• re-contouring disturbed areas;
  • replacing topsoil and re-vegetating disturbed areas with native plant species as appropriate;
  • monitoring and managing water quality; and
  • treating and monitoring water discharged from the project site for as long as required to ensure protection of downstream environments.
Reclamation will be ongoing during mine operations, where possible, but will be largely undertaken in the year following the end of operations. Ongoing site monitoring and maintenance will continue for as long as required. As part of its long term commitment to environmental management of the site, The Sisson Partnership will provide a bond to the Government of New Brunswick to ensure that there is sufficient funding to close the project in an environmentally responsible manner at any given time in the project's life. The closure plan, as well as the value of the bond, will need to be reviewed and approved by the provincial government before construction begins, and will be reviewed periodically over the life of the project.

Environmental monitoring and, if necessary, water treatment will be undertaken to ensure the integrity of local water resources. As the mine approaches closure, the final reclamation and land use goals for the Sisson Project site will be established in consultation with local communities, First Nations, and other Project stakeholders including the Government of New Brunswick.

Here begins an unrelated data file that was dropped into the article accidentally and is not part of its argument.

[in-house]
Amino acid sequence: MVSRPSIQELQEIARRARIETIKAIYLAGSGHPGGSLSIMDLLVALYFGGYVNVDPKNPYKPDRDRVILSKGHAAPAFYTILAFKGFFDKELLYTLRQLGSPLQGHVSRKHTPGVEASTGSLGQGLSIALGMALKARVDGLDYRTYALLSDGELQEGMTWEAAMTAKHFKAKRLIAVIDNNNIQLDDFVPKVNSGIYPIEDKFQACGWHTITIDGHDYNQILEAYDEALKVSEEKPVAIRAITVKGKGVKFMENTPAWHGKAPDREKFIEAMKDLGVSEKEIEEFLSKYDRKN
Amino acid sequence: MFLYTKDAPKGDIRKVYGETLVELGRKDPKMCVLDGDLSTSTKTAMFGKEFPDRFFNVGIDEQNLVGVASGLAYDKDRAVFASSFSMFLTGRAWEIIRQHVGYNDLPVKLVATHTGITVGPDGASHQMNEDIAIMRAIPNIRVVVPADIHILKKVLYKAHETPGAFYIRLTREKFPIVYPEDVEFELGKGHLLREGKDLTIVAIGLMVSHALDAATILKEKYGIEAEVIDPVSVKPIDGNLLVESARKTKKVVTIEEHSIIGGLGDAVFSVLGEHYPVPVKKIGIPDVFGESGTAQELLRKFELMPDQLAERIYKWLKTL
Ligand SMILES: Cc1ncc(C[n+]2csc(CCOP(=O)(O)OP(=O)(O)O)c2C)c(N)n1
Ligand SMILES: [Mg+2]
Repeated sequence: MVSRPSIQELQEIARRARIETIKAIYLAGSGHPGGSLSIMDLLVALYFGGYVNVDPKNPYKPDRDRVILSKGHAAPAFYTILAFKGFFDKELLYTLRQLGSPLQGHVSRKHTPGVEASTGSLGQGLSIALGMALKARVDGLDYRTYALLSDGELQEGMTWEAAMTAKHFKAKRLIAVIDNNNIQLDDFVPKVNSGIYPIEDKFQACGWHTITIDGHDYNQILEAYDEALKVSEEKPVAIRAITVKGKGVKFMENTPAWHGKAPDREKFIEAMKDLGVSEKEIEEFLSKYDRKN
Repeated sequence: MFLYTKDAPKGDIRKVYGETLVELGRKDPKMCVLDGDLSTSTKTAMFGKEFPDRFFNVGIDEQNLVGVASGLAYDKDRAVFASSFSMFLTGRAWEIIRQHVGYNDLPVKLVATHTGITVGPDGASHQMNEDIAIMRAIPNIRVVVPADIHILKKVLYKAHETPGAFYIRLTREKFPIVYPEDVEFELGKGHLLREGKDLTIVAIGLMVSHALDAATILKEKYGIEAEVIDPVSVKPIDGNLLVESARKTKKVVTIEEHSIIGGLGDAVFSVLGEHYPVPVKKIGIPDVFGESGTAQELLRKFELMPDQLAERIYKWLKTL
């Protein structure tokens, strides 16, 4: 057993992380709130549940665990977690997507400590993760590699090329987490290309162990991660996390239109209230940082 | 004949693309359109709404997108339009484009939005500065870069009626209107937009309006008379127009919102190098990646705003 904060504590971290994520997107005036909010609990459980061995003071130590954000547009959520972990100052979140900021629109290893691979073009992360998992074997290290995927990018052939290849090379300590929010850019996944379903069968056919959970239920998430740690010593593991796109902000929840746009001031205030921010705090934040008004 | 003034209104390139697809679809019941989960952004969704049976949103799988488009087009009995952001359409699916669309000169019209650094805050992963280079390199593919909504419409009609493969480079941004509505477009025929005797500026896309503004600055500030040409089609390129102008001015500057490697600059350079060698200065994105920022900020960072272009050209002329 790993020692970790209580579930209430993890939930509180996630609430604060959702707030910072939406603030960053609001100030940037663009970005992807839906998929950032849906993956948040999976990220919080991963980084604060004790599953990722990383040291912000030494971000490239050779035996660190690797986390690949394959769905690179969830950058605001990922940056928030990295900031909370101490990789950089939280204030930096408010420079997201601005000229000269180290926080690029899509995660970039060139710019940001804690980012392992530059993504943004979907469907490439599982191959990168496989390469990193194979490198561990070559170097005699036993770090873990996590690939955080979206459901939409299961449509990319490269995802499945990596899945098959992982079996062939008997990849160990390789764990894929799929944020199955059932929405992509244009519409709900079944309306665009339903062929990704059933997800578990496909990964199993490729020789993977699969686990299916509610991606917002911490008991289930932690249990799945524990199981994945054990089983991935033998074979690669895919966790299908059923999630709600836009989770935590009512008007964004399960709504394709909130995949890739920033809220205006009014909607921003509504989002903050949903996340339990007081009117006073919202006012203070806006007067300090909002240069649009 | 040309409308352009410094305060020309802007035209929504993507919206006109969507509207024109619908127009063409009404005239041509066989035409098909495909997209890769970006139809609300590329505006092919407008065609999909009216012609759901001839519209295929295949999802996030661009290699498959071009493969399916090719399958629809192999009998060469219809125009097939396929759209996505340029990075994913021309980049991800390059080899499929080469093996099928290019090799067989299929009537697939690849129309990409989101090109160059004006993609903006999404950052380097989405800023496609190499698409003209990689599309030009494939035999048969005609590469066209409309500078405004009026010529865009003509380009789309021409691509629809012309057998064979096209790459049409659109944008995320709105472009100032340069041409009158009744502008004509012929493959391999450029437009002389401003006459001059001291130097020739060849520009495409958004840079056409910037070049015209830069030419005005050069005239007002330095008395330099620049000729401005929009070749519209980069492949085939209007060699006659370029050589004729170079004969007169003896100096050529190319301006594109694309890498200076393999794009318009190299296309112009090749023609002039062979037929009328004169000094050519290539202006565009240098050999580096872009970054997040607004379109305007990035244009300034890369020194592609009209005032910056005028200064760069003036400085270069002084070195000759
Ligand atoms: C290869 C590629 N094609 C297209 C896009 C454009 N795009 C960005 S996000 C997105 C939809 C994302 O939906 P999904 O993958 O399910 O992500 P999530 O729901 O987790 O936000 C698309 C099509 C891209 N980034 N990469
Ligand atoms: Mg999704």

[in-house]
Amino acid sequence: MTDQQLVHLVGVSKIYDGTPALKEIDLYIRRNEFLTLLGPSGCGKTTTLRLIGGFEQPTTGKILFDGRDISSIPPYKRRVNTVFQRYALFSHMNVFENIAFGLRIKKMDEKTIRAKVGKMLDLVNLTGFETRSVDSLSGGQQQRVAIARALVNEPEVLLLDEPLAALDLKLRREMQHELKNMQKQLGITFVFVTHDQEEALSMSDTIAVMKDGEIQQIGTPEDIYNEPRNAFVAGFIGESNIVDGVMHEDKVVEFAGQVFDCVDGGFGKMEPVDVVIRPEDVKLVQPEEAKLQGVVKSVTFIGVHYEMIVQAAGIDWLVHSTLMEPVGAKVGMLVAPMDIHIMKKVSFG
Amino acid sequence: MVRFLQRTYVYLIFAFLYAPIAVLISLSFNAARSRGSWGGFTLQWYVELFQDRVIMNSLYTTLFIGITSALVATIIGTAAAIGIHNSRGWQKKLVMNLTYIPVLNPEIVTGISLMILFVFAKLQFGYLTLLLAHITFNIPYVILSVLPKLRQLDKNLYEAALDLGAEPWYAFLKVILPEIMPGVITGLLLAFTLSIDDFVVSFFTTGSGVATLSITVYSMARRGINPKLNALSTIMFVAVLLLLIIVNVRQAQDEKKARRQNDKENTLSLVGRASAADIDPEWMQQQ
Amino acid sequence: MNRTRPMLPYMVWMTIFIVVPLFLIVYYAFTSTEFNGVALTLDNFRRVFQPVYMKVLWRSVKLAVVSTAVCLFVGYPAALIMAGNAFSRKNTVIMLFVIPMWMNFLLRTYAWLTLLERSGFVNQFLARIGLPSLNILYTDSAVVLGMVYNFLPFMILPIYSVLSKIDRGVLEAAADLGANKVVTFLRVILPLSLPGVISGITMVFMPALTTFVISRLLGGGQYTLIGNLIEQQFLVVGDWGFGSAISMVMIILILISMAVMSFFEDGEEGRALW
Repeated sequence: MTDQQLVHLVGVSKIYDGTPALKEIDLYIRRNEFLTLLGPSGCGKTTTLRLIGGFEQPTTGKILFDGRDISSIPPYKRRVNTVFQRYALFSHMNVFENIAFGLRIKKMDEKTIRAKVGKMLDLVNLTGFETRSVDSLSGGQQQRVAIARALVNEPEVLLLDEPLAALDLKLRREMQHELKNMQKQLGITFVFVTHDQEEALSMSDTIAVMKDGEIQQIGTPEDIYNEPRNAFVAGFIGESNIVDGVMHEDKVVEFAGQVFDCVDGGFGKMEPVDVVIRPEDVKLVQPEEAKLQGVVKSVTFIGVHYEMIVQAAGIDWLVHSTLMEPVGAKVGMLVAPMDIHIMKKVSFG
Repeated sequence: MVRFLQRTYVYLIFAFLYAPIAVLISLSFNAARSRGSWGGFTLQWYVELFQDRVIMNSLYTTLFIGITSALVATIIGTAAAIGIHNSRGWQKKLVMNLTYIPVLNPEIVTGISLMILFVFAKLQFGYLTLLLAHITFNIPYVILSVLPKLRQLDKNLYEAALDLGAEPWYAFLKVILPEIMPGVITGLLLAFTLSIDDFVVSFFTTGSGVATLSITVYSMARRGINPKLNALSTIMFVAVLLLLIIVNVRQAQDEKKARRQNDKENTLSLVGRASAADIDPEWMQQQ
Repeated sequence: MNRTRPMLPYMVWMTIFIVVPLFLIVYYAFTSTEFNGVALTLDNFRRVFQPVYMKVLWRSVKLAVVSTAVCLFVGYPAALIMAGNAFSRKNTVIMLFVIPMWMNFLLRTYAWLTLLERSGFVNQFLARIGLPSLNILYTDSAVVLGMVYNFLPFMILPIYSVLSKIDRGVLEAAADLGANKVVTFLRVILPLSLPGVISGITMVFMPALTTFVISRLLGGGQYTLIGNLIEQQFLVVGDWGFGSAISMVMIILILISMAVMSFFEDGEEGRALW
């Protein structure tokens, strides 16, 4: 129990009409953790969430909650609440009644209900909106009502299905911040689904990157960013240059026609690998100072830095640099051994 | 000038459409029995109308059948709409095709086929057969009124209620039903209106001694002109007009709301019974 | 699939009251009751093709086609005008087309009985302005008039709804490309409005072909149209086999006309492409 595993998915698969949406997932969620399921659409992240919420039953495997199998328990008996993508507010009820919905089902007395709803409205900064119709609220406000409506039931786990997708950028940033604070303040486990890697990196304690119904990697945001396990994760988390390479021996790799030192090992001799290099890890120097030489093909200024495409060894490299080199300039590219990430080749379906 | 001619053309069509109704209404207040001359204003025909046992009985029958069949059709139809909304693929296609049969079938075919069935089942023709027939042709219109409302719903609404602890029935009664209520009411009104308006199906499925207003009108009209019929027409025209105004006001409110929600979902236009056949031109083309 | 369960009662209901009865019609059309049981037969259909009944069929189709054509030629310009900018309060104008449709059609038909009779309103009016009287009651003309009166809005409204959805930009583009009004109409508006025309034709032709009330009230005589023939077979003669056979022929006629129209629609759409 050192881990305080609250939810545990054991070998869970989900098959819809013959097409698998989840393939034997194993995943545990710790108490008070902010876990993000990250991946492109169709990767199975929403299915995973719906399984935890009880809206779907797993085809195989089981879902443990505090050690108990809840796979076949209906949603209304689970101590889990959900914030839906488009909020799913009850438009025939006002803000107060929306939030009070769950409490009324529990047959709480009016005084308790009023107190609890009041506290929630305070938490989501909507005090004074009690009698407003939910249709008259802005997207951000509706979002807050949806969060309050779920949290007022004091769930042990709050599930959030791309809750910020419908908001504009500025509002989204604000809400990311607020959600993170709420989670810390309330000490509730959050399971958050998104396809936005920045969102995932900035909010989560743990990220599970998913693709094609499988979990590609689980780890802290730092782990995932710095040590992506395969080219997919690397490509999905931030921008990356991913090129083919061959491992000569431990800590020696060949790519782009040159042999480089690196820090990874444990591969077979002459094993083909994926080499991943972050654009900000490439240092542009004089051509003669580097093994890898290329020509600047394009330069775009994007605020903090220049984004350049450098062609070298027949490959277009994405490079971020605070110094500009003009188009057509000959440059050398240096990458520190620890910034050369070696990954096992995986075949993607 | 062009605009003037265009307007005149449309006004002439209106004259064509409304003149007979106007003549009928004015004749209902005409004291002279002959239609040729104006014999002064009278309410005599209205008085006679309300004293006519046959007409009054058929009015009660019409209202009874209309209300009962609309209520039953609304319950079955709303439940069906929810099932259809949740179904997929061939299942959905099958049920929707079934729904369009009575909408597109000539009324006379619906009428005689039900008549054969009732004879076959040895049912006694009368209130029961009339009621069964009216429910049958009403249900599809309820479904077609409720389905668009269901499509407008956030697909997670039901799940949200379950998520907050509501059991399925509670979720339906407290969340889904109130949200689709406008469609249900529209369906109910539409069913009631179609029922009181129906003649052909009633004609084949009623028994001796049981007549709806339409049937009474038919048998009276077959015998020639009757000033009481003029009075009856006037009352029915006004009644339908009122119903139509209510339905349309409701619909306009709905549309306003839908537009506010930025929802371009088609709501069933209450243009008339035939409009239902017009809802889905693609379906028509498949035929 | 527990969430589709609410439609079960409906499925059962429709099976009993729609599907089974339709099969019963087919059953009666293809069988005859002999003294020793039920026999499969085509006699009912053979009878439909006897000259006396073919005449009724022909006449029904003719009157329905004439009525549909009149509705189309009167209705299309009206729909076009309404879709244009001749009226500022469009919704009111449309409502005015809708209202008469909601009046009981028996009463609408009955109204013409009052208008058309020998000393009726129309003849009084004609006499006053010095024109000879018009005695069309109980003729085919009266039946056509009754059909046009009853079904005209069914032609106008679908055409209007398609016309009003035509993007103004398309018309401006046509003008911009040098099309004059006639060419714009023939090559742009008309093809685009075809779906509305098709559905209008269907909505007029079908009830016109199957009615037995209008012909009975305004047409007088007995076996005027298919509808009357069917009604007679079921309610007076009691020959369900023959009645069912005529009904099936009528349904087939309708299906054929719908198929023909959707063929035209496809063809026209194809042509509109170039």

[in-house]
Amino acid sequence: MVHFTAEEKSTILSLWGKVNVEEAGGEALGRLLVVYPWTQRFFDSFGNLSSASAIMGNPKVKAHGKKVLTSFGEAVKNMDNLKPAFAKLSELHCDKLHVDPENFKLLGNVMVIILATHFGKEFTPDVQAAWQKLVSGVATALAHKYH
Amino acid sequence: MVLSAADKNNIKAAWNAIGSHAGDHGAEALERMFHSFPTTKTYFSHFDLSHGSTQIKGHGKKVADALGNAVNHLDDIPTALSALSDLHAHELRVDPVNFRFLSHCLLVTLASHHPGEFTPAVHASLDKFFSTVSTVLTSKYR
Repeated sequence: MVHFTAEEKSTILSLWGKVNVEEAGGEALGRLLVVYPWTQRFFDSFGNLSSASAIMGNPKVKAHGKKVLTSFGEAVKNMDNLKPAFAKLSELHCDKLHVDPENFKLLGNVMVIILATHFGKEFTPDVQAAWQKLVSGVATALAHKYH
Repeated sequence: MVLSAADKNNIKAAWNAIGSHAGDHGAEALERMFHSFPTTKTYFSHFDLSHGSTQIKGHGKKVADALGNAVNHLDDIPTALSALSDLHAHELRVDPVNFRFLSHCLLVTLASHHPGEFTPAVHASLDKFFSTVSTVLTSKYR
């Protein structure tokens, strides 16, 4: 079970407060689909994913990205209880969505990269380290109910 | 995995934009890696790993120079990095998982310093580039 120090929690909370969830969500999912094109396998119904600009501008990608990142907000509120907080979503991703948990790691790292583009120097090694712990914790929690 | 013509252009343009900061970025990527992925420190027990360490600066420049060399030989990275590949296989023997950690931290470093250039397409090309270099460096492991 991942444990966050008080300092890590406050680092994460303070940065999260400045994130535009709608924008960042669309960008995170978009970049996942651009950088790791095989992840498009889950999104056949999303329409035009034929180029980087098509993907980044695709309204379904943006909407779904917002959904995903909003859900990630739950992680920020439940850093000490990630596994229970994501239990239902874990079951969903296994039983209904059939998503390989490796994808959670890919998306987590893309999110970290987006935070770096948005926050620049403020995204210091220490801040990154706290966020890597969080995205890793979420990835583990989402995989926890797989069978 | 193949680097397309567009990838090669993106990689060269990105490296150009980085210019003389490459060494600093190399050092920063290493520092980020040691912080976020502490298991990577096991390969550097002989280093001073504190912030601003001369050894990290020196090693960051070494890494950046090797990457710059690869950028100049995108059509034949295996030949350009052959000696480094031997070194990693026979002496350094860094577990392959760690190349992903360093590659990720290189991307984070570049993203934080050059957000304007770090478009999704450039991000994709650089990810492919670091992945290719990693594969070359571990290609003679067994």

Responsible Mineral Development

At The Sisson Partnership, we are committed to working side by side with our stakeholders to achieve the responsible development of our project and to contribute to the sustainable development of the communities in which we work and live. All our activities are guided by the following principles to ensure responsible mineral development:

Health and Safety
We operate in a responsible manner so that our activities protect the health and safety of our employees and contractors, and of the communities in which we work.

Stakeholder Engagement
We engage with governments, communities, First Nations, organizations, groups and individuals on the basis of respect, fairness, transparency, and meaningful consultation and participation.

Community Development
We establish productive local partnerships to contribute to achieving development goals identified by communities in which we work, to address local priorities and concerns, and to have communities derive substantive benefits from our activities.

Environment and Society
We apply environmental and social best management practices in the planning, design and implementation of our activities, from exploration through to closure of our mining operations. We meet or exceed regulatory requirements in the jurisdictions in which we work.

Resource Use
We use land, water and energy resources responsibly; strive to maintain the integrity and diversity of ecological systems; and apply integrated approaches to land use.

Human Rights
We respect human rights principles, as well as local cultures, customs and values, in our dealings with employees, communities and other stakeholders.

Labour Conditions
We provide fair treatment, non-discrimination and equal opportunity for our employees, and comply with labour and employment laws in the jurisdictions in which we work. We strive for excellence in relations between management and employees.

At The Sisson Partnership, we integrate these Principles of Responsible Mineral Development within our corporate management and decision-making, and we work to continually improve our performance.